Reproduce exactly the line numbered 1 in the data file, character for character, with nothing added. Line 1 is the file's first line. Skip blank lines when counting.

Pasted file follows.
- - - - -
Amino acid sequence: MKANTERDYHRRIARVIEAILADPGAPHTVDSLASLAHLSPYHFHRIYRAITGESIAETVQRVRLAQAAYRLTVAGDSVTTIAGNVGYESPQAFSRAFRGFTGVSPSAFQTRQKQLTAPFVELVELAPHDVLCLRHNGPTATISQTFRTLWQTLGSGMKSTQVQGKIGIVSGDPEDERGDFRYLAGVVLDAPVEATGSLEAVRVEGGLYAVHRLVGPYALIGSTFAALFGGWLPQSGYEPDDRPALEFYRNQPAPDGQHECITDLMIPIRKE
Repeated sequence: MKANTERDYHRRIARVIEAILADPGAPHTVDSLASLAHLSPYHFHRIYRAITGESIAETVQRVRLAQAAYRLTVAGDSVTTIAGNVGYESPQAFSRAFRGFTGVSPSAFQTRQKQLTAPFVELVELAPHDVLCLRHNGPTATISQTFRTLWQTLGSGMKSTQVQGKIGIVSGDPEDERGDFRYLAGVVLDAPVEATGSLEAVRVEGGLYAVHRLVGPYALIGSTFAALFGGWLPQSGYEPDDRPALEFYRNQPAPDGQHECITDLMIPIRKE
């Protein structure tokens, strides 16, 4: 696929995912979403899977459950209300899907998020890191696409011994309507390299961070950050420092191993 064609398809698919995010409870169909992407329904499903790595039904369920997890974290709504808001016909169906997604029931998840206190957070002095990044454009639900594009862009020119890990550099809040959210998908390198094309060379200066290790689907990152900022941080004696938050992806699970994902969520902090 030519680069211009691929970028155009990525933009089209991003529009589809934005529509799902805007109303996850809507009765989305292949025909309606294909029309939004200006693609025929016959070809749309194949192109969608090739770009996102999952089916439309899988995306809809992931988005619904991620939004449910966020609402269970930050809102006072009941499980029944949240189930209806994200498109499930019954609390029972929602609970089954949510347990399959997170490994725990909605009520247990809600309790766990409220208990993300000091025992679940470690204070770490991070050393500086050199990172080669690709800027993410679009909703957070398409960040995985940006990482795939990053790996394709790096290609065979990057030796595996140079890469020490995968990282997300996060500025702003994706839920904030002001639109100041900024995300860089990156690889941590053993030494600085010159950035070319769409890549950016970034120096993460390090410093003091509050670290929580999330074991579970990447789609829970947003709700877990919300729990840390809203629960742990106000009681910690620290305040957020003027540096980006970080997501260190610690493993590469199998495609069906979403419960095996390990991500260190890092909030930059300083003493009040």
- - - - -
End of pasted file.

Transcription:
Amino acid sequence: MKANTERDYHRRIARVIEAILADPGAPHTVDSLASLAHLSPYHFHRIYRAITGESIAETVQRVRLAQAAYRLTVAGDSVTTIAGNVGYESPQAFSRAFRGFTGVSPSAFQTRQKQLTAPFVELVELAPHDVLCLRHNGPTATISQTFRTLWQTLGSGMKSTQVQGKIGIVSGDPEDERGDFRYLAGVVLDAPVEATGSLEAVRVEGGLYAVHRLVGPYALIGSTFAALFGGWLPQSGYEPDDRPALEFYRNQPAPDGQHECITDLMIPIRKE